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Quit Your Worrying! by George Wharton James

QUIT YOUR WORRYING!

BY

GEORGE WHARTON JAMES

AUTHOR OF

"Living the Radiant Life," "What the White Race may learn from the Indian," "The story of Scraggles," "California, Romantic and Beautiful," "Our American Wonderlands," etc. etc.

PASADENA, CALIF.

1916

TO THOSE

who are standing on the banks of worry before the ocean of God's love I cry aloud

"COME ON IN--THE WATER'S FINE!"

CONTENTS

FOREWORD

I THE CURSE OF WORRY II OURS IS THE AGE OF WORRY III NERVOUS PROSTRATION AND WORRY IV HOLY WRIT, THE SAGES AND WORRY V THE NEEDLESSNESS AND USELESSNESS OF WORRY VI THE SELFISHNESS OF WORRY VII CAUSES OF WORRY VIII PROTEAN FORMS OF WORRY IX HEALTH WORRIES X THE WORRIES OF PARENTS XI MARITAL WORRIES XII THE WORRY OF THE SQUIRREL CAGE XIII RELIGIOUS WORRIES AND WORRIERS XIV AMBITION AND WORRY XV ENVY AND WORRY XVI DISCONTENT AND WORRY XVII COWARDICE AND WORRY XVIII WORRY ABOUT MANNERS AND SPEECH XIX THE WORRIES OF JEALOUSY XX THE WORRIES OF SUSPICION XXI THE WORRIES OF IMPATIENCE XXII THE WORRIES OF ANTICIPATION XXIII HOW OUR WORRY AFFECTS OTHERS XXIV WORRY VERSUS INDIFFERENCE XXV WORRIES AND HOBBIES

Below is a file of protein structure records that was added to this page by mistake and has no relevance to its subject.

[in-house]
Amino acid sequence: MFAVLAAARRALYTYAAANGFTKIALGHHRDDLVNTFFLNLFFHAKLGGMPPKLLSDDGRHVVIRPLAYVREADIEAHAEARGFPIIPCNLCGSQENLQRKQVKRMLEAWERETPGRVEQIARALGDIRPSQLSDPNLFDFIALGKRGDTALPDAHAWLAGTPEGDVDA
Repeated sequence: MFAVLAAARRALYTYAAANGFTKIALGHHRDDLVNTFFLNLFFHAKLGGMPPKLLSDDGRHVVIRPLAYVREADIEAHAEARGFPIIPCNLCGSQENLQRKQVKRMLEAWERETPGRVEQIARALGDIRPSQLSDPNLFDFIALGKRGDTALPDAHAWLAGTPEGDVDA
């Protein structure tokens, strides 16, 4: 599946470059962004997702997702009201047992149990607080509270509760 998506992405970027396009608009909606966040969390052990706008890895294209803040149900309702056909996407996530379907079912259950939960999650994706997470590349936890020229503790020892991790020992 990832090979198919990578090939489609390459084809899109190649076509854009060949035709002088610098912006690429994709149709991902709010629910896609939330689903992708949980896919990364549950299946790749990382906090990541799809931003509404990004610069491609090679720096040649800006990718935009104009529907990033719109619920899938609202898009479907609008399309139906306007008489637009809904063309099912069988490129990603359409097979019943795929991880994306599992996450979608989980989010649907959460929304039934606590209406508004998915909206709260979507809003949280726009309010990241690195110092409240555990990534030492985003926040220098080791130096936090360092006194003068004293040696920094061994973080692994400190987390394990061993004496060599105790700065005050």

JUST BE GLAD

BY JAMES WHITCOMB RILEY

_O heart of mine, we shouldn't worry so, What we have missed of calm we couldn't have, you know!_

_What we've met of stormy pain, And of sorrow's driving rain, We can better meet again, If it blow._

_We have erred in that dark hour, we have known, When the tear fell with the shower, all alone._

_Were not shine and shower blent As the gracious Master meant? Let us temper our content With His own._

_For we know not every morrow Can be sad; So forgetting all the sorrow We have had, Let us fold away our fears, And put by our foolish tears, And through all the coming years, Just be glad._

FOREWORD

Between twenty and thirty years ago, I became involved in a series of occurrences and conditions of so painful and distressing a character that for over six months I was unable to sleep more than one or two hours out of the twenty-four. In common parlance I was "worrying myself to death," when, mercifully, a total collapse of mind and body came. My physicians used the polite euphemism of "cerebral congestion" to describe my state which, in reality, was one of temporary insanity, and it seemed almost hopeless that I should ever recover my health and poise. For several months I hovered between life and death, and my brain between reason and unreason.


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